Suncor takes aim at renewable fuel and hydrogenApril 8, 2022
The Canadian company had been investing in wind and solar but is dropping those assets.
Canadian energy giant Suncor has announced that it is turning its focus on hydrogen and renewable fuel. At the same time, it will be divesting itself of its massive wind and solar assets, into which it has been investing heavily over the last few years.
The company insists that it continues to aim for its commitment for net-zero emissions by 2050.
Suncor, based in Calgary, has made a massive clean energy pivot, deciding that its future is in renewable fuel and hydrogen instead of solar and wind. In a recent statement regarding this decision, it said that it believed that by focusing on these new targets instead of solar and wind, it will more efficiently arrive at its decarbonization goal. Moreover, beyond accelerating its progress for net-zero emissions, it has also stated that reaching that goal is important for boosting shareholder returns.
According to the company, over the last twenty years, it has developed eight wind power projects across three Canadian provinces. The first was in 2002. Now, it has projects in Ontario, Saskatchewan and Alberta.
Suncor will look at a range of different zero- and low-carbon hydrogen and renewable fuel technologies.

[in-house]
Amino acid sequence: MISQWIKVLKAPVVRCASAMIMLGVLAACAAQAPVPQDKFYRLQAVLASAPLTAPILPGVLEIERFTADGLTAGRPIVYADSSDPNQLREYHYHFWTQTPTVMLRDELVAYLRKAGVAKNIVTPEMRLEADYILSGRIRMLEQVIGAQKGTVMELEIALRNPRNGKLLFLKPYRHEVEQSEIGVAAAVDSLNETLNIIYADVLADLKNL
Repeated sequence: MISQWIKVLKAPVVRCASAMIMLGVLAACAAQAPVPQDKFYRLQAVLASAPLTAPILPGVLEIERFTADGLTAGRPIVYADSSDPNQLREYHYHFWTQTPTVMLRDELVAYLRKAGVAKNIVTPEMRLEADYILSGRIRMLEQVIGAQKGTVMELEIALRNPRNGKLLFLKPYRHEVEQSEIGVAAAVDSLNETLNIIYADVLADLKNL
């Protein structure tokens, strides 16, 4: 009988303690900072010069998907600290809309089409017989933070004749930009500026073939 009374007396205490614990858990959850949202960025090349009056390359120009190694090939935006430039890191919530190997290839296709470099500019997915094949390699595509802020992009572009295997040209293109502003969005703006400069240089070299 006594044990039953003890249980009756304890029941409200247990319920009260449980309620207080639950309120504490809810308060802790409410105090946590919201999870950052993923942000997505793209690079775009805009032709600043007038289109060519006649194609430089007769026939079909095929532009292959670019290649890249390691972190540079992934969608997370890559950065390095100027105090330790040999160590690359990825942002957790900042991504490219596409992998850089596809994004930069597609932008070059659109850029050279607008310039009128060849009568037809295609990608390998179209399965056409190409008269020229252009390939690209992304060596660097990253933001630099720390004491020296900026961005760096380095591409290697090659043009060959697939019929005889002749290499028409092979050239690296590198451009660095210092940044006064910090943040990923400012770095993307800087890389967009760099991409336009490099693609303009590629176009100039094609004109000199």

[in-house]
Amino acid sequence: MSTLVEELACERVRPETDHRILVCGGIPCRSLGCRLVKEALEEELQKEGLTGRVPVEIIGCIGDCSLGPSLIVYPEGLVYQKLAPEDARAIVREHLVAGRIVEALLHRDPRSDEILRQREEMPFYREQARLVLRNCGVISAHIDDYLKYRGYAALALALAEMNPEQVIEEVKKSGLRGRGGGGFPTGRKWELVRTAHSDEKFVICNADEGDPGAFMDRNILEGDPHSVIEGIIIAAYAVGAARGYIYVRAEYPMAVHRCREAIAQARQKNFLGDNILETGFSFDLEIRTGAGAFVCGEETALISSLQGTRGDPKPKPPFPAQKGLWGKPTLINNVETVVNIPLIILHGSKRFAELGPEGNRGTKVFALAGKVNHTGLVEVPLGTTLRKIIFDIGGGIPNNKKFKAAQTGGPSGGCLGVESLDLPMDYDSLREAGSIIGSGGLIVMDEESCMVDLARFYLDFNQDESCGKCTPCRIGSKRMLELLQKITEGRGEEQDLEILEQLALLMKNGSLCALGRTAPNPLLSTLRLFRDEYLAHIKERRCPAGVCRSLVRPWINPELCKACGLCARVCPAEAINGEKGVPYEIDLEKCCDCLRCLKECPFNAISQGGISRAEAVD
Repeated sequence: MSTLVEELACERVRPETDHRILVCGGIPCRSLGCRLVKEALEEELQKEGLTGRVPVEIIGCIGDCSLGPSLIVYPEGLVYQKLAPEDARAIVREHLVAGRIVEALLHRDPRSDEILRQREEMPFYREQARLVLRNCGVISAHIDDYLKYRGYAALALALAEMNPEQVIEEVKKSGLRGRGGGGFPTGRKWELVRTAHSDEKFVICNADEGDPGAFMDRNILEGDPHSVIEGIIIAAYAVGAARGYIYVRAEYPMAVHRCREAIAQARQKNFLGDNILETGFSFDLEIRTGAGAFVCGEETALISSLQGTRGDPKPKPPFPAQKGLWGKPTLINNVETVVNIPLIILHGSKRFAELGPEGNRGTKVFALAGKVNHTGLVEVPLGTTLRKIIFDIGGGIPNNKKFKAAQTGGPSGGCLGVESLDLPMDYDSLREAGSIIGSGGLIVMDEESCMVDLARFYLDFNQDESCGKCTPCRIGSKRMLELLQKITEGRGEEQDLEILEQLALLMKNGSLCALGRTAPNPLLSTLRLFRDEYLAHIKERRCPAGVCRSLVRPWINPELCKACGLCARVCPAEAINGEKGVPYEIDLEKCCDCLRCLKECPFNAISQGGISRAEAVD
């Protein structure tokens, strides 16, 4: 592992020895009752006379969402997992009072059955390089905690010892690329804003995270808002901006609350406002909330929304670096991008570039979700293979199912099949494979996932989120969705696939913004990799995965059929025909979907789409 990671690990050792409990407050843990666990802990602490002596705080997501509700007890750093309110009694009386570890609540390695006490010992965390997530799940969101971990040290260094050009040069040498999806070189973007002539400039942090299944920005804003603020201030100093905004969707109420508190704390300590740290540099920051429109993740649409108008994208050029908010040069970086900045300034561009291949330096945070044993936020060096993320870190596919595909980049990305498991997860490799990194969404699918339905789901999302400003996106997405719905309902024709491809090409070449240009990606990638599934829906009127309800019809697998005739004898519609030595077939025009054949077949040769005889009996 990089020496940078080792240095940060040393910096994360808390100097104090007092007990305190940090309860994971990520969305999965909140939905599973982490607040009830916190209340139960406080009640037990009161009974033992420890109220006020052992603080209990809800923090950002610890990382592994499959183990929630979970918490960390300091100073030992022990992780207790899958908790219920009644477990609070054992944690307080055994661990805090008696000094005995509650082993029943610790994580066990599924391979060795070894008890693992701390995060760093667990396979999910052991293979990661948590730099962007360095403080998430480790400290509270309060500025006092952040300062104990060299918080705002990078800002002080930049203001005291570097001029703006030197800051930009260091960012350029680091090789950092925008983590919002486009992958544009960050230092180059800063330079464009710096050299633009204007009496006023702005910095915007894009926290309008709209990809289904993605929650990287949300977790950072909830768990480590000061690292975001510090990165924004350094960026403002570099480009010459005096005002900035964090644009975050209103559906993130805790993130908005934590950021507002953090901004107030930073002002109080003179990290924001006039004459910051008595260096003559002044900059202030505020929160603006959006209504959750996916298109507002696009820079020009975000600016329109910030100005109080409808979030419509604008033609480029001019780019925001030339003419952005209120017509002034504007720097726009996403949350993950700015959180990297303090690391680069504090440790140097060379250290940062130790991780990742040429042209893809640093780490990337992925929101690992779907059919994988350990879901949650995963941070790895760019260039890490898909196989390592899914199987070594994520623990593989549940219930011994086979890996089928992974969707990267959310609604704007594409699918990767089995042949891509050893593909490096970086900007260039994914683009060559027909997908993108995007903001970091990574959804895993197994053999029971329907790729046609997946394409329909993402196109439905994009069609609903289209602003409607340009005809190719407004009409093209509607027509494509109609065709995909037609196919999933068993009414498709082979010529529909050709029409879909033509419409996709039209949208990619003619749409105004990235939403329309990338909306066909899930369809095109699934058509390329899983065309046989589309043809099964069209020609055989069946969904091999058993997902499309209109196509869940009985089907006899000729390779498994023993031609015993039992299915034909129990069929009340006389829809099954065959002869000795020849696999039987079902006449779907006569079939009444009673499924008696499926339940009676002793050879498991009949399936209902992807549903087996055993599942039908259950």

The company issued a news release stating that its strategy to reach its 2050 net-zero target will also involve the replacement of its coke-fired boilers which are located near Fort McMurray, Alberta at its Base Plant oilsands project.
Instead, it will use cogeneration units with lower emissions, in addition to accelerating its deployment of its commercial-scale carbon capture technology.
Suncor underscored that it has entered into a new partnership with ATCO. That collaboration will involve a new project for the construction of a world-scale hydrogen project in Alberta. Moreover, it will also be deploying next generation renewable fuel technologies, such as the sustainable aviation fuel tech from LanzaJet and the waste-to-fuels tech from Enerkem. The energy company also stated that it will be completing the construction of its incomplete wind farm projects before divesting of them. Its move to step away from solar and wind energy in Canada has been met with heavy criticism from Greenpeace.
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